For those of you who don't know who Peter Boettke is... he's an economist over at George Mason University.  Here's his Wikipedia page...Peter Boettke.    

What happens when we search his blog (Coordination Problem) for "civic crowdfunding"?

"civic crowdfunding" site:coordinationproblem.org - 2 results

1. Richard Ebeling on the Future of the Free society
2. Sumner, Murphy, Richman, and Cantillon Effects

You have to scroll a bit to find the term "civic crowdfunding" because it's not mentioned in the blog entries themselves...it's mentioned in the comment section.  Hmm...I wonder whose comments they are?

It's entirely possible that Boettke read my comments and learned about civic crowdfunding and as such, already knows knows who Davies is.  Except, Boettke's recent blog entry...'Tis the Season for Giving...leads me to a different conclusion...
While the standard political discourse is focused on a battle over the public purse --- either the state demanding more resources to finance its activities, or opponents arguing that the state should be starved of resources --- the real debate that is too rarely discussed is the appropriate scope of governmental activities.  The public discourse for those who advocate a free society must move from starving the state of resources to starving the state of responsibility.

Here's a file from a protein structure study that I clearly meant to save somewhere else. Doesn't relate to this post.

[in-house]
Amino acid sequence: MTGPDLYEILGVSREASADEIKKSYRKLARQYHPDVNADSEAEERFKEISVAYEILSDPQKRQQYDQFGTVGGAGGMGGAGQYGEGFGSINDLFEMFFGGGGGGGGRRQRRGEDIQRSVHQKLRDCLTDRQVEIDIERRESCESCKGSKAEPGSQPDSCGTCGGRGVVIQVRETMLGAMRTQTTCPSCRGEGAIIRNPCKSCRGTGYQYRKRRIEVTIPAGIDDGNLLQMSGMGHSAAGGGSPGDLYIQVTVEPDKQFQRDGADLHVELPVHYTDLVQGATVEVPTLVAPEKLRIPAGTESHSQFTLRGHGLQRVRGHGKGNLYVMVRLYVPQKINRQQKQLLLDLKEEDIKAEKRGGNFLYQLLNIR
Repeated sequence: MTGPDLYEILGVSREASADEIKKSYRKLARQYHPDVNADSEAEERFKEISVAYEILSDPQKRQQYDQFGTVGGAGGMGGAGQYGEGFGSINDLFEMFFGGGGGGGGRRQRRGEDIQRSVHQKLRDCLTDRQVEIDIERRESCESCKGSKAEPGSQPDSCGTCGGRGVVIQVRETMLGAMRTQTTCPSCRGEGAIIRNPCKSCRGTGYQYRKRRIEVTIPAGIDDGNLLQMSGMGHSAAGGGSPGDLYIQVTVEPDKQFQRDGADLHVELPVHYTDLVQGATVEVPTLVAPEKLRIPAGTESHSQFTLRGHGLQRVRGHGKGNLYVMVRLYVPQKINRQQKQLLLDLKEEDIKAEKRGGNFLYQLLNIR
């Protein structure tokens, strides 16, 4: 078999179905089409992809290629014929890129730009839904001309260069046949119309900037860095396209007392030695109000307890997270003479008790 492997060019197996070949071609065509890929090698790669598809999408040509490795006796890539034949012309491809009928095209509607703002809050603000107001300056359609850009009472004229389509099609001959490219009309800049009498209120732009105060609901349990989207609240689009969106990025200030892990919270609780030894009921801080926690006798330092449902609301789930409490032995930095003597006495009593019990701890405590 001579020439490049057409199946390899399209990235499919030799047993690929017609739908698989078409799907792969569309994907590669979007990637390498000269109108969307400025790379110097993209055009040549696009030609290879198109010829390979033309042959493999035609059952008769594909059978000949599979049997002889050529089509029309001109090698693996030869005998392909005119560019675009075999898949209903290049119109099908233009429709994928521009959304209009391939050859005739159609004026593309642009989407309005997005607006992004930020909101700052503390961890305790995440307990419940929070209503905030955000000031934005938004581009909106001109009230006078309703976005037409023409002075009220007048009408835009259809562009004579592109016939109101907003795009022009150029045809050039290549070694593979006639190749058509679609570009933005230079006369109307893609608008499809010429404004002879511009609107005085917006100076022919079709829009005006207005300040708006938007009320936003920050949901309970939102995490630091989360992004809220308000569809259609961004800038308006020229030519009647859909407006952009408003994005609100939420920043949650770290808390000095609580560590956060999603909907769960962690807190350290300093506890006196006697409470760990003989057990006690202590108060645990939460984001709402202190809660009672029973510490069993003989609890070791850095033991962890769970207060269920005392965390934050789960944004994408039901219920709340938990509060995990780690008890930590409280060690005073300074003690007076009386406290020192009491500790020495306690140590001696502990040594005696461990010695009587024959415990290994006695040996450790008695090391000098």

Doesn't this sound like the perfect set up for a discussion on the merits of civic crowdfunding?  Perhaps it might help if I share another snippet from Zuckerman...
If crowdfunding parks succeeds, it supports the case that governments don’t need to build parks because they’ll get built anyway through the magic of civic crowdfunding. That, in turn, supports the Norquistian argument for a government small enough to drown in a bathtub, with services provided by the free market and by crowdfunding a thousand points of light. - How do we make civic crowdfunding awesome?
Zuckerman's fear is that civic crowdfunding has the potential to shift responsibility from the state to individuals...but you sure wouldn't know this from Boettke's blog entry or the blog entries of any of the other prominent libertarian bloggers that I listed above.

Don't get me wrong...I love all the work that they are all doing.  The economics information that they help explain and disseminate goes a really long way to slowing the steady expansion of government.  It just seems like they are missing a valuable opportunity to take an even bigger whack at the root of command economies.

Going back to Boettke's blog entry...he asks...
What is the functional equivalent in the non-profit space of property, prices and profit/loss?  There is no clear answer.
Let's consider this answer from Davies' recent blog entry...A New Way to Invest in Communities...